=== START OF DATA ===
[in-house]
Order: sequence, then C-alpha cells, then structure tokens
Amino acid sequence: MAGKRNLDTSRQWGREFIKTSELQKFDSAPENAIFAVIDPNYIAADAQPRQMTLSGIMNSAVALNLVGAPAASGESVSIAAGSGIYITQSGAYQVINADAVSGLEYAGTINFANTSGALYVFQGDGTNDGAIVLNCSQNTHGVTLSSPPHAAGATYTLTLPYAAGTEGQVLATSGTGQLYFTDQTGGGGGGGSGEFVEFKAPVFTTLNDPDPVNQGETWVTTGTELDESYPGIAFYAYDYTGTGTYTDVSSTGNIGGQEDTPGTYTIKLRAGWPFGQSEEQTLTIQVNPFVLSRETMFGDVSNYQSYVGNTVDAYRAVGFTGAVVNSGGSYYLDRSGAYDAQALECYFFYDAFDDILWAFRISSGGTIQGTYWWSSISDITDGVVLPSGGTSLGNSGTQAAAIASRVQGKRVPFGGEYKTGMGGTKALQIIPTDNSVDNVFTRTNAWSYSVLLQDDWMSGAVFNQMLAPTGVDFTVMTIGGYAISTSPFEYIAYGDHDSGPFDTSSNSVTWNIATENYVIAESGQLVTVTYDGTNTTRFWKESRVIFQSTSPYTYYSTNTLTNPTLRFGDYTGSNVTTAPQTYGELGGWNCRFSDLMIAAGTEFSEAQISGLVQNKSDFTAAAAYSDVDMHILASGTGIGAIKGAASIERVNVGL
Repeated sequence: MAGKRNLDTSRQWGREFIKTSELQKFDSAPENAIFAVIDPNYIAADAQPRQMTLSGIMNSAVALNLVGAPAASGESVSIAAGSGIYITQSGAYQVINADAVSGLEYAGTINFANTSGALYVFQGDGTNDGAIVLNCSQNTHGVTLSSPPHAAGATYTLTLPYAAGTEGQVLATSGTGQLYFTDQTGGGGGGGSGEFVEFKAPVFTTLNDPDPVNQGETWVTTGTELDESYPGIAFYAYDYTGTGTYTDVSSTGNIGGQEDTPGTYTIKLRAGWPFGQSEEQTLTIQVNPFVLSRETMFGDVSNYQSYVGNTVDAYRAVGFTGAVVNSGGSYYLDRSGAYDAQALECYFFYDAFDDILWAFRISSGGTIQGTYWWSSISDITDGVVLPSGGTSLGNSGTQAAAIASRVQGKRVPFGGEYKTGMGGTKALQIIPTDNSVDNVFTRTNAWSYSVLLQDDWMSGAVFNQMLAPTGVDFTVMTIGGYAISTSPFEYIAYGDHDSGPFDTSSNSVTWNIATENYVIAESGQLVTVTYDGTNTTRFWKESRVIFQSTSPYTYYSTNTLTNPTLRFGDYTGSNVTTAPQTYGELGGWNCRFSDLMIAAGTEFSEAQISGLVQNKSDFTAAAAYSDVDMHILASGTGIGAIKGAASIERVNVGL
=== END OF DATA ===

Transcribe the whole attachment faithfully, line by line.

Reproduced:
[in-house]
Order: sequence, then C-alpha cells, then structure tokens
Amino acid sequence: MAGKRNLDTSRQWGREFIKTSELQKFDSAPENAIFAVIDPNYIAADAQPRQMTLSGIMNSAVALNLVGAPAASGESVSIAAGSGIYITQSGAYQVINADAVSGLEYAGTINFANTSGALYVFQGDGTNDGAIVLNCSQNTHGVTLSSPPHAAGATYTLTLPYAAGTEGQVLATSGTGQLYFTDQTGGGGGGGSGEFVEFKAPVFTTLNDPDPVNQGETWVTTGTELDESYPGIAFYAYDYTGTGTYTDVSSTGNIGGQEDTPGTYTIKLRAGWPFGQSEEQTLTIQVNPFVLSRETMFGDVSNYQSYVGNTVDAYRAVGFTGAVVNSGGSYYLDRSGAYDAQALECYFFYDAFDDILWAFRISSGGTIQGTYWWSSISDITDGVVLPSGGTSLGNSGTQAAAIASRVQGKRVPFGGEYKTGMGGTKALQIIPTDNSVDNVFTRTNAWSYSVLLQDDWMSGAVFNQMLAPTGVDFTVMTIGGYAISTSPFEYIAYGDHDSGPFDTSSNSVTWNIATENYVIAESGQLVTVTYDGTNTTRFWKESRVIFQSTSPYTYYSTNTLTNPTLRFGDYTGSNVTTAPQTYGELGGWNCRFSDLMIAAGTEFSEAQISGLVQNKSDFTAAAAYSDVDMHILASGTGIGAIKGAASIERVNVGL
Repeated sequence: MAGKRNLDTSRQWGREFIKTSELQKFDSAPENAIFAVIDPNYIAADAQPRQMTLSGIMNSAVALNLVGAPAASGESVSIAAGSGIYITQSGAYQVINADAVSGLEYAGTINFANTSGALYVFQGDGTNDGAIVLNCSQNTHGVTLSSPPHAAGATYTLTLPYAAGTEGQVLATSGTGQLYFTDQTGGGGGGGSGEFVEFKAPVFTTLNDPDPVNQGETWVTTGTELDESYPGIAFYAYDYTGTGTYTDVSSTGNIGGQEDTPGTYTIKLRAGWPFGQSEEQTLTIQVNPFVLSRETMFGDVSNYQSYVGNTVDAYRAVGFTGAVVNSGGSYYLDRSGAYDAQALECYFFYDAFDDILWAFRISSGGTIQGTYWWSSISDITDGVVLPSGGTSLGNSGTQAAAIASRVQGKRVPFGGEYKTGMGGTKALQIIPTDNSVDNVFTRTNAWSYSVLLQDDWMSGAVFNQMLAPTGVDFTVMTIGGYAISTSPFEYIAYGDHDSGPFDTSSNSVTWNIATENYVIAESGQLVTVTYDGTNTTRFWKESRVIFQSTSPYTYYSTNTLTNPTLRFGDYTGSNVTTAPQTYGELGGWNCRFSDLMIAAGTEFSEAQISGLVQNKSDFTAAAAYSDVDMHILASGTGIGAIKGAASIERVNVGL